Subject to C = w L + r K (cost constraint)

Where ‘w’ and ‘r’ are factor prices for labour and capital respectively.

This problem of constrained maximum can be solved by using Lagrangian multipliers. Since there is only one constraint in this problem, we will use one Lagrangian multiplier, say ?.

The augmented objective function can be written as

Z = Q + ? (C –wL – rK)

The maximisation of the ‘Z’ function implies maximisation of the output. The first order condition require

Solving the first two equations for X, we obtain

Thus, the producer is in equilibrium, when it equates the ratio of the marginal productivities of factors (MRTS) to the ratio of their prices.

The second order condition for equilibrium requires that the marginal product curves of the two factors should have a negative slope.

These conditions are sufficient for establishing convexity of the isoquants.

#### Case 2: Minimisation of Cost for a Given Level of Output:

In this case, the producer wants to produce a given output with the minimum cost outlay. Here, we have a single isoquant depicting the given level of output and a set of iso-cost lines (Fig. 7.10 (b)). Lines closer to the origin show lower cost outlay. Because of the assumption of constant factor prices, these lines are parallel. The problem can be stated as follows:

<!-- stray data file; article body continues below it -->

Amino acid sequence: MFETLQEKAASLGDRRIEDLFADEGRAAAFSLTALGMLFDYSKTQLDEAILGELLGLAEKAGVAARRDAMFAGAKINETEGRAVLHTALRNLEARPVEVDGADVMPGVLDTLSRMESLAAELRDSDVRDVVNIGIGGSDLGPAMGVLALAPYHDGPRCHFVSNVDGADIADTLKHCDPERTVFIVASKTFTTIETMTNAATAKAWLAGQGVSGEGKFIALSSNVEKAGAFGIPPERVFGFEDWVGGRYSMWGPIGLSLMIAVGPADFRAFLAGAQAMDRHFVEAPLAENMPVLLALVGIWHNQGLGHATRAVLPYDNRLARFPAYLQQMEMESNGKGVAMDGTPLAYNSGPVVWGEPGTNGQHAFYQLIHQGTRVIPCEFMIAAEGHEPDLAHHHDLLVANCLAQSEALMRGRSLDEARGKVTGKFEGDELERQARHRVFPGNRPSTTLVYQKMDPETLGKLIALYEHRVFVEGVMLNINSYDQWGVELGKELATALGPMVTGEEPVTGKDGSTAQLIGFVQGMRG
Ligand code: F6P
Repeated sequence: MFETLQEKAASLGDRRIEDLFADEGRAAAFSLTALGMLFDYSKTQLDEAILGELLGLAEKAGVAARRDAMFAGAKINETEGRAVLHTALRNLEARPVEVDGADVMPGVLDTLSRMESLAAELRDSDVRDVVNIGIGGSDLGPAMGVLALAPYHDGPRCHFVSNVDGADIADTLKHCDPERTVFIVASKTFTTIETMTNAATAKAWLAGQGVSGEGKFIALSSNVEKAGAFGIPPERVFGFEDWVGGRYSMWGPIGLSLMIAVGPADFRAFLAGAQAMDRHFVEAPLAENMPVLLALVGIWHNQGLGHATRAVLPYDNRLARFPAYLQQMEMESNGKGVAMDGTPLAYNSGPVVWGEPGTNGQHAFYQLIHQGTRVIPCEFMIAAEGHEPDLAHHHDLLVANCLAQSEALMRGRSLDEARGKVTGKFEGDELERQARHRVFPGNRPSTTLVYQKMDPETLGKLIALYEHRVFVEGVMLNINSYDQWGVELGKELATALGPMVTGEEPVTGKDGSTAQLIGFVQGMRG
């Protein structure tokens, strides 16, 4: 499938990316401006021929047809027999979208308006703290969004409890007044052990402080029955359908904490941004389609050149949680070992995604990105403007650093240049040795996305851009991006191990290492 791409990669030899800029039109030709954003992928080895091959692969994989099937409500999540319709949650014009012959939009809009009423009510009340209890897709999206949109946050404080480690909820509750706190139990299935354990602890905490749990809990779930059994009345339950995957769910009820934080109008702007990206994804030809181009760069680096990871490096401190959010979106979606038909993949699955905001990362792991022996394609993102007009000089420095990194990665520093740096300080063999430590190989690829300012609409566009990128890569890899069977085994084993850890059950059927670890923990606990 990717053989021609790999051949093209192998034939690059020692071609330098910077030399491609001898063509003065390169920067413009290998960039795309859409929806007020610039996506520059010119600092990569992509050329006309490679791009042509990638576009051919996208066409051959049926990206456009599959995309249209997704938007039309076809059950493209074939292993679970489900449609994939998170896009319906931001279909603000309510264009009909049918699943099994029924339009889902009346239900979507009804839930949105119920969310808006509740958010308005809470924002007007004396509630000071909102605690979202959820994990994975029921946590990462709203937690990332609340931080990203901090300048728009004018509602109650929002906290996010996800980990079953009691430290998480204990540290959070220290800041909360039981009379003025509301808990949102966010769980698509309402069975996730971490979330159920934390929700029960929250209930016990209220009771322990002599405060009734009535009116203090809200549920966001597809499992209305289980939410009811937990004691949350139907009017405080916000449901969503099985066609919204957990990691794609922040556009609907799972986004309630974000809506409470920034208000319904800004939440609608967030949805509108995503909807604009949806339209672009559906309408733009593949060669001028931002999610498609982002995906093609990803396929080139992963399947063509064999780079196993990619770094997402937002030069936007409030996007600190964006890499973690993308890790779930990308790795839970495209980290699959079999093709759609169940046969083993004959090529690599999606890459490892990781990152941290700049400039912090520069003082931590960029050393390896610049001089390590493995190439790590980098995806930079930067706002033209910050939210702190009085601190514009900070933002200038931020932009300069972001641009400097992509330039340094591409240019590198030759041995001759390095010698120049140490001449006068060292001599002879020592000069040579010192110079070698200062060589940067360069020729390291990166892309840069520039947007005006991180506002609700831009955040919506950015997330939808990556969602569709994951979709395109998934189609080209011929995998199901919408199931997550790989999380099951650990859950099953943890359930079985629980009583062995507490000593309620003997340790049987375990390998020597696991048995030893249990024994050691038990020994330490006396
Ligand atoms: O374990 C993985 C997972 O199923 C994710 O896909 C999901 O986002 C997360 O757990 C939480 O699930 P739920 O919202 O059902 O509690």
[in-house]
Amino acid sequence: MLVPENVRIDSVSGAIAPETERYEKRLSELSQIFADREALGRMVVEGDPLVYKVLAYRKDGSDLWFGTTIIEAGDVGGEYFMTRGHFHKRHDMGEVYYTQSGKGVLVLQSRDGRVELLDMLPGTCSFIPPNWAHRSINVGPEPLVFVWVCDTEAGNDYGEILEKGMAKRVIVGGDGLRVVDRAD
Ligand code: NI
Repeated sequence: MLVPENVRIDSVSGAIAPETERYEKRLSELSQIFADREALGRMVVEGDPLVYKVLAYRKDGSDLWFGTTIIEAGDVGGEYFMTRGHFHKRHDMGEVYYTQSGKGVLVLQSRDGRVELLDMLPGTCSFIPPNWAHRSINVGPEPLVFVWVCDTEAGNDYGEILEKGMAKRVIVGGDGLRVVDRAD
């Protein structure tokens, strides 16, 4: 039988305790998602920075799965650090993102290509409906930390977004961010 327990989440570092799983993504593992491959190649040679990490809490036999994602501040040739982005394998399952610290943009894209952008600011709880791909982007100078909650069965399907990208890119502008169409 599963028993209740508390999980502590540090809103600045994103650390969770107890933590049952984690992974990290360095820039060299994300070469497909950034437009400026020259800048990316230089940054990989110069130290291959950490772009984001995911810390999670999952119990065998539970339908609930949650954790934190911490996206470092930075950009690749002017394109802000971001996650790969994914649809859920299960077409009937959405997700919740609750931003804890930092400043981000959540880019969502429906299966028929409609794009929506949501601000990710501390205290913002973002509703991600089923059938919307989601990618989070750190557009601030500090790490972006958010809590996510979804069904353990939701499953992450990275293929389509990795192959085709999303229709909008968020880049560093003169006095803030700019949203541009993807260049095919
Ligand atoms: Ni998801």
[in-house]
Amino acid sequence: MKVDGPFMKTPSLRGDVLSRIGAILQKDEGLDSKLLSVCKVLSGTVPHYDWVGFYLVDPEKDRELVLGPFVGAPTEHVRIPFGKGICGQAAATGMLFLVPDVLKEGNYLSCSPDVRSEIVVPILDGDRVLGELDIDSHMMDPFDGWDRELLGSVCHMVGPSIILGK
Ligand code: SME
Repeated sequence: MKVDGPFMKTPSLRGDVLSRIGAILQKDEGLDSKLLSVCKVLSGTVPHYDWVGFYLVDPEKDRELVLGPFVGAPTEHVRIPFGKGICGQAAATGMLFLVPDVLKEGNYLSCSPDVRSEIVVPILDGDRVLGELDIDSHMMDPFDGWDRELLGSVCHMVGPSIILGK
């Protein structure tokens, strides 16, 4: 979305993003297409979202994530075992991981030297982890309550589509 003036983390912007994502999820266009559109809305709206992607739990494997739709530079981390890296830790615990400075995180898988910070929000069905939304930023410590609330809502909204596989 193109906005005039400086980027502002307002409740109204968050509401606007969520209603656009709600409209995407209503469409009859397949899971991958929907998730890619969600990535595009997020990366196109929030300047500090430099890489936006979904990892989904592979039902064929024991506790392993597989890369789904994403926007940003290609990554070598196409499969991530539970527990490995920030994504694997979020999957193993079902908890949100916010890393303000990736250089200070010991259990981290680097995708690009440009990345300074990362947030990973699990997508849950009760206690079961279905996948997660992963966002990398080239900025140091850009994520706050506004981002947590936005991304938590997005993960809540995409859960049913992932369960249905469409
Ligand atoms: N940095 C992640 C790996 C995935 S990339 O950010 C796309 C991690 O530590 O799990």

Minimise C = f (Q) = wL + rK (production function)

Subject to Q = f (L, K) (output constraint)

Using Lagrangian multiplier, the augmented objective function can be written as

Z = C + X [Q – f (L, K)]

Or, Z = (w L + r K) + X [(Q – f (L, K)]

The first order condition requires

Dividing the two expressions, we find

The condition for producer’s equilibrium in this case is precisely the same as in case 1 just stated before.

The second order condition concerning the convexity of the isoquants is again fulfilled by the assumption of negative slopes of the marginal product of factors.

In the two cases just stated above, E1 and E2 are the points of equilibrium, as shown in the Fig. 7.9 (a) and 7.9 (b) respectively. Higher levels of output (to the right of E1) are desirable, but, not attainable due to cost constraint, while lower levels of output (to the left of E1) are not desirable. Similarly, points above E2 involve higher costs, while lower points are not attainable due to output constraint.